Q: What Can you do to Keep Supply Chains Strong?

Posted by: Stacy Albin on April 14, 2020

 

A: Learn how to properly recycle!

While nearly all aspects of daily life and business have been disrupted by COVID-19, trash and recycling collection have been deemed essential services. Refuse and sanitation workers have joined the ranks of #EverydayHeroes on the frontlines, risking daily exposure in order to keep our neighborhoods, and our supply chain, healthy and safe.

However, the supply chain of recycled materials shifted drastically in a matter of days when all “non-essential” commercial businesses closed their doors following state and local government Stay At Home Orders. According to Mick Barry, chairperson of The National Recycling Coalition and president of Mid America Recycling, the recycling sector has seen a 50-60% drop in commercial recycling, since these orders were put in place. Recycling and refuse collection shifted from primarily commercial to residential across the country within a matter of days. On top of this shift, more than 60 counties and local governments across the U.S. have altered or suspended residential recycling programs, and some Material Recovery Facilities (MRFs) have ceased operations over concerns for worker safety.

So how does this affect the supply chain and what consumers buy in stores?

Less recycling through commercial operations and less residential recycling in areas that have suspended residential recycling programs, means there are fewer recyclables in the supply chain to be remanufactured into new goods or packaging materials. Impacts to recycling collections has a ripple effect down the market, squeezing manufacturers’ abilities to use recycled materials in their production and potentially forcing them to use virgin materials.

Paper mills will have fewer recyclable materials to produce corrugated cardboard for the increased orders of goods online and less material to make paper products like toilet paper and paper towels. Shortages on materials being recycled are not likely to lead to a decrease in essential goods like toilet paper and paper towels, but mills will turn to virgin materials (Read: deforestation) to produce these goods.

Glass bottle manufacturers, including Owens Illinois (O-I) Glass, a sponsor of PRC’s Glass Recycling Program, are experiencing strains in their supply as well. States are seeing a 30% to 80% decline in glass recycling, but some states are reporting jumps in alcohol sales where glass bottles are the norm. O-I’s vice president of government affairs, Randy Burns reacted to this supply shortage in Waste360 by stating, “If recycling is interrupted, then a key ingredient in raw materials is removed from that chain.” O-I and other industry groups are now asking legislators and recycling haulers and processors to urge Material Recovery Facilities, facilities where recyclables are sorted and packaged to be sold as commodities, to reopen. Recycled glass remains in high demand.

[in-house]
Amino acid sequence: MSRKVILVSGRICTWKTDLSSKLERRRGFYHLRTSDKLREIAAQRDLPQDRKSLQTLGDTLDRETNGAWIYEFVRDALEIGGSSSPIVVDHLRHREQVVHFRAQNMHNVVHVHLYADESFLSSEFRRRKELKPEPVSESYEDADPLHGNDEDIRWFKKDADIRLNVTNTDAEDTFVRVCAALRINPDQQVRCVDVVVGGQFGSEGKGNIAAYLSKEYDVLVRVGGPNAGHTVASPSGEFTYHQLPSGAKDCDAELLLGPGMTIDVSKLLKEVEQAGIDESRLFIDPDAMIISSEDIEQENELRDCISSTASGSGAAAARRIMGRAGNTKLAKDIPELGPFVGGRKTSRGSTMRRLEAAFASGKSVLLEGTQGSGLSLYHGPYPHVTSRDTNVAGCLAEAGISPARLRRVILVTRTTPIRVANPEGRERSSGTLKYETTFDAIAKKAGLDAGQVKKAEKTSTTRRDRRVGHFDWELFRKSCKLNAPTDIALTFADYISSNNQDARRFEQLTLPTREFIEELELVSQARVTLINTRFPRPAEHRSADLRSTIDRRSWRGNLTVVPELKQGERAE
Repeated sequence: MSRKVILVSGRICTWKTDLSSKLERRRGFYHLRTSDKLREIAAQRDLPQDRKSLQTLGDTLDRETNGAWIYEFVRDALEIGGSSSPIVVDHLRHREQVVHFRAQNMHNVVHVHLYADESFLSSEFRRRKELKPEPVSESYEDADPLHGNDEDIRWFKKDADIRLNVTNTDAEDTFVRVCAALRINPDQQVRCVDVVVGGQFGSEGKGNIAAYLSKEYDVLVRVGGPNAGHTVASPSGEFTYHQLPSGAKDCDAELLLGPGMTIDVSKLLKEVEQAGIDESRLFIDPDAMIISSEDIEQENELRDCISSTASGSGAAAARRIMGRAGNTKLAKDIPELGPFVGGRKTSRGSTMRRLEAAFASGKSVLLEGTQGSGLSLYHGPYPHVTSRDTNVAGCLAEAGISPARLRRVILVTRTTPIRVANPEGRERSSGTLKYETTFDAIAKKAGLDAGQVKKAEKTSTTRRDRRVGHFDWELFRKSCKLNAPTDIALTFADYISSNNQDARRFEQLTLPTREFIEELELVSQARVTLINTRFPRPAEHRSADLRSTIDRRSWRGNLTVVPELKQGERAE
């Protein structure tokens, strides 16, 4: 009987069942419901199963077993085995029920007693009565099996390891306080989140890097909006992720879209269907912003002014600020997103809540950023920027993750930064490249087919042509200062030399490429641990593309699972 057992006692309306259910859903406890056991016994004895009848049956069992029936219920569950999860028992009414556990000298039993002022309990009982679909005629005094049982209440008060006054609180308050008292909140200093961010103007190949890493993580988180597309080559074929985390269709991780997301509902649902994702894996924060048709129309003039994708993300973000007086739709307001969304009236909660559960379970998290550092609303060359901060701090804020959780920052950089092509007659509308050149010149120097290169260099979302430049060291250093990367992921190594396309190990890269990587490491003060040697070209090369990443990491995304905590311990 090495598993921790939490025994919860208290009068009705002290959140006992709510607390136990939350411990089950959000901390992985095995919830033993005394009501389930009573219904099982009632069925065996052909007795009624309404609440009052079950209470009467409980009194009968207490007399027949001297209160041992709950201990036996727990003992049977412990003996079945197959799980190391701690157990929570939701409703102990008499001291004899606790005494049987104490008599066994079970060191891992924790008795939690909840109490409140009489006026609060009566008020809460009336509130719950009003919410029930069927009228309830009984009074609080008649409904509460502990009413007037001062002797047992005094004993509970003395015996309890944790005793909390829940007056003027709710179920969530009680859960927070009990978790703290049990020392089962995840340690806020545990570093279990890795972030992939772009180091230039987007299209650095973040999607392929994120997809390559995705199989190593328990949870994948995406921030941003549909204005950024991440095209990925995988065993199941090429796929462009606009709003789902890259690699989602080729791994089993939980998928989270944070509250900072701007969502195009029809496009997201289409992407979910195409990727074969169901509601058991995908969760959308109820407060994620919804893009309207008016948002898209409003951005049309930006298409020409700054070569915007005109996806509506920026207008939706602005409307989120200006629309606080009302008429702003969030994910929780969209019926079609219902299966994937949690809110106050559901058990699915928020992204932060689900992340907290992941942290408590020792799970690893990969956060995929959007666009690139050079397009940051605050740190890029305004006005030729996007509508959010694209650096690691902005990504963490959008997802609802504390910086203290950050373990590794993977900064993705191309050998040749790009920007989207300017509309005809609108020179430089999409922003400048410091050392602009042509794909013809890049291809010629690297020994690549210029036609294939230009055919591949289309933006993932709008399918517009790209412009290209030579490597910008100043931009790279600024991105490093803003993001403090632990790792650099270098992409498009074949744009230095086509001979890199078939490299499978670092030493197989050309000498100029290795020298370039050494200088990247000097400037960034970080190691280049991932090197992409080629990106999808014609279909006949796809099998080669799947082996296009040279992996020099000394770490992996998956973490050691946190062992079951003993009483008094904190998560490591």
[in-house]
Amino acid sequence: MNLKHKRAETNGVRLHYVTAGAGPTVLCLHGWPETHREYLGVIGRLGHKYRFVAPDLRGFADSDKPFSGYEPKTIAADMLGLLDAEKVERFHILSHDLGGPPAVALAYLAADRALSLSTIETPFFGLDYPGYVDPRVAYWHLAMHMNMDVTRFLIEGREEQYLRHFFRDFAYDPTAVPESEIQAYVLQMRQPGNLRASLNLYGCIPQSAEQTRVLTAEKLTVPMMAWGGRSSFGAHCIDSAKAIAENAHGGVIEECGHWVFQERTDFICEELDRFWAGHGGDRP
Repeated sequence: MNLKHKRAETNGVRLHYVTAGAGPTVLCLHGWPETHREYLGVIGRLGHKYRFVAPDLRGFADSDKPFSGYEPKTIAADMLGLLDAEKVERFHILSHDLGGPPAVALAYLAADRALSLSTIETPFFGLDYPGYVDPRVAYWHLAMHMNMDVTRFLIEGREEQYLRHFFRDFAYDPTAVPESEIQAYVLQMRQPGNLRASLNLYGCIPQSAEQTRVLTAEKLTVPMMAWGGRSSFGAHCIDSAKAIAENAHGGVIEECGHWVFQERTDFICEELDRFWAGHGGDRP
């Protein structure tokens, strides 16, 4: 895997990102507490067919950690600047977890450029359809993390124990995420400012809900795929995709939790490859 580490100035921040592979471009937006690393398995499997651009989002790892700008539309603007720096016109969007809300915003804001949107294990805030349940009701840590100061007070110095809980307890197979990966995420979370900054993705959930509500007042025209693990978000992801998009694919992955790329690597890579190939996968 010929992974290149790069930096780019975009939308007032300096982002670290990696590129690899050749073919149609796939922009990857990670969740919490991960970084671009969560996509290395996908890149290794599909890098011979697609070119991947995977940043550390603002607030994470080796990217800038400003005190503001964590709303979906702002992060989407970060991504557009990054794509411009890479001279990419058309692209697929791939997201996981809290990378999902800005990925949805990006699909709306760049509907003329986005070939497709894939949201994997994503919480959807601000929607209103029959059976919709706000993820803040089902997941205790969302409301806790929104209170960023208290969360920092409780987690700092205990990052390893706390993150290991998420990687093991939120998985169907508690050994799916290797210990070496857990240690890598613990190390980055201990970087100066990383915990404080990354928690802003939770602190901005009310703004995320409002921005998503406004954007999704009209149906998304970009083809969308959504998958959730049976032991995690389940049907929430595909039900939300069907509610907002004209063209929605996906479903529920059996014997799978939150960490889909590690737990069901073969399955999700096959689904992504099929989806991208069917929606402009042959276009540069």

Fortunately, many Pennsylvania cities continue to offer curbside recycling programs or drop-off sites in some capacity. Now more than ever, YOU, as a residential recycler, are the critical link in the supply chain. Here’s how you can do your part to recycle right, help processors make the most of your recycled materials, and reduce COVID-19 exposure risk for our #EverydayHeroes:

  • Check for updates. Regularly check with your municipality for updates on collection schedules and accepted materials. If you bring your recycling to a drop-off site, call ahead to confirm hours and operations.

 

  • RECYCLE only materials accepted by your curbside or drop-off recycling program*:
    • Cardboard (flattened, without inside packing materials)
    • Office and notebook paper, newspapers and junk mail
    • Paperboard, such as cereal and cracker boxes
    • Plastic bottles and jugs (other plastic containers are NOT recyclable)
    • Steel, tin and aluminum cans
    • Glass bottles and jars (SW PA residents can hold their glass until glass recycling collection drop-off locations resume normal operations).

               *Check for COVID-19-related recycling updates from your waste hauler or municipality. Some materials                      may not be collected for recycling at this time.

  • Save and properly store any materials that need to be specially recycled (e.g. plastic bags/film, electronics, tires etc.) or disposed of (e.g. paint, household cleaners, car oil, etc.) until businesses resume normal operations.

 

  • TRASH the following materials:
    • Plastic, latex and cloth disposable gloves
    • Single-use medical masks
    • Liquid soap and hand sanitizer bottles that contain residue;
    • Disinfectant wipes;
    • Facial tissues, napkins and paper towels;
    • Single-use plates, cups and cutlery
    • Takeout containers

Be sure to check out PRC’s blog series Living Zero Waste each Thursday for more tips on how to be a waste-conscious citizen!